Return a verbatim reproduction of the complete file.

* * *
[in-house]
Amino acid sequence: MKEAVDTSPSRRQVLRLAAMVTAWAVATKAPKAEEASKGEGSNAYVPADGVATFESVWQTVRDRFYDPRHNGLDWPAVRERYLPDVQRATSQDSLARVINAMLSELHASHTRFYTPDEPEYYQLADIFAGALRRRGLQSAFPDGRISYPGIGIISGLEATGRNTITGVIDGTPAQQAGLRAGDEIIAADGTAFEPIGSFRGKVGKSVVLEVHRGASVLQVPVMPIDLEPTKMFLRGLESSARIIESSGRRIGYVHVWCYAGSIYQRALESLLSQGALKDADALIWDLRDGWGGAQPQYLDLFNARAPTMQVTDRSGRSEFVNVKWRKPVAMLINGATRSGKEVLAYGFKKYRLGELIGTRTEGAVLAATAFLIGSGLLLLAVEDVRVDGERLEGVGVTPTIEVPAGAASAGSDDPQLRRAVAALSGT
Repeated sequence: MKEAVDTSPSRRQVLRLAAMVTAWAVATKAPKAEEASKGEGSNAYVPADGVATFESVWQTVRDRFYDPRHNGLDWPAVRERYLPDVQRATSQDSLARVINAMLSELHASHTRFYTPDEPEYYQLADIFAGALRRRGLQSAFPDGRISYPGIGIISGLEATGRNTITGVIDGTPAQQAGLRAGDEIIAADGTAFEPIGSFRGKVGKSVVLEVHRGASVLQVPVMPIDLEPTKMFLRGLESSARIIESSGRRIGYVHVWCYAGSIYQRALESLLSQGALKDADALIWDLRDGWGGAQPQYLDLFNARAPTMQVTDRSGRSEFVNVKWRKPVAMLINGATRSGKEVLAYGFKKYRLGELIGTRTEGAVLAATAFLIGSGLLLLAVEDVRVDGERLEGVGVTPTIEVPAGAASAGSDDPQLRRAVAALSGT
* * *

[in-house]
Amino acid sequence: MKEAVDTSPSRRQVLRLAAMVTAWAVATKAPKAEEASKGEGSNAYVPADGVATFESVWQTVRDRFYDPRHNGLDWPAVRERYLPDVQRATSQDSLARVINAMLSELHASHTRFYTPDEPEYYQLADIFAGALRRRGLQSAFPDGRISYPGIGIISGLEATGRNTITGVIDGTPAQQAGLRAGDEIIAADGTAFEPIGSFRGKVGKSVVLEVHRGASVLQVPVMPIDLEPTKMFLRGLESSARIIESSGRRIGYVHVWCYAGSIYQRALESLLSQGALKDADALIWDLRDGWGGAQPQYLDLFNARAPTMQVTDRSGRSEFVNVKWRKPVAMLINGATRSGKEVLAYGFKKYRLGELIGTRTEGAVLAATAFLIGSGLLLLAVEDVRVDGERLEGVGVTPTIEVPAGAASAGSDDPQLRRAVAALSGT
Repeated sequence: MKEAVDTSPSRRQVLRLAAMVTAWAVATKAPKAEEASKGEGSNAYVPADGVATFESVWQTVRDRFYDPRHNGLDWPAVRERYLPDVQRATSQDSLARVINAMLSELHASHTRFYTPDEPEYYQLADIFAGALRRRGLQSAFPDGRISYPGIGIISGLEATGRNTITGVIDGTPAQQAGLRAGDEIIAADGTAFEPIGSFRGKVGKSVVLEVHRGASVLQVPVMPIDLEPTKMFLRGLESSARIIESSGRRIGYVHVWCYAGSIYQRALESLLSQGALKDADALIWDLRDGWGGAQPQYLDLFNARAPTMQVTDRSGRSEFVNVKWRKPVAMLINGATRSGKEVLAYGFKKYRLGELIGTRTEGAVLAATAFLIGSGLLLLAVEDVRVDGERLEGVGVTPTIEVPAGAASAGSDDPQLRRAVAALSGT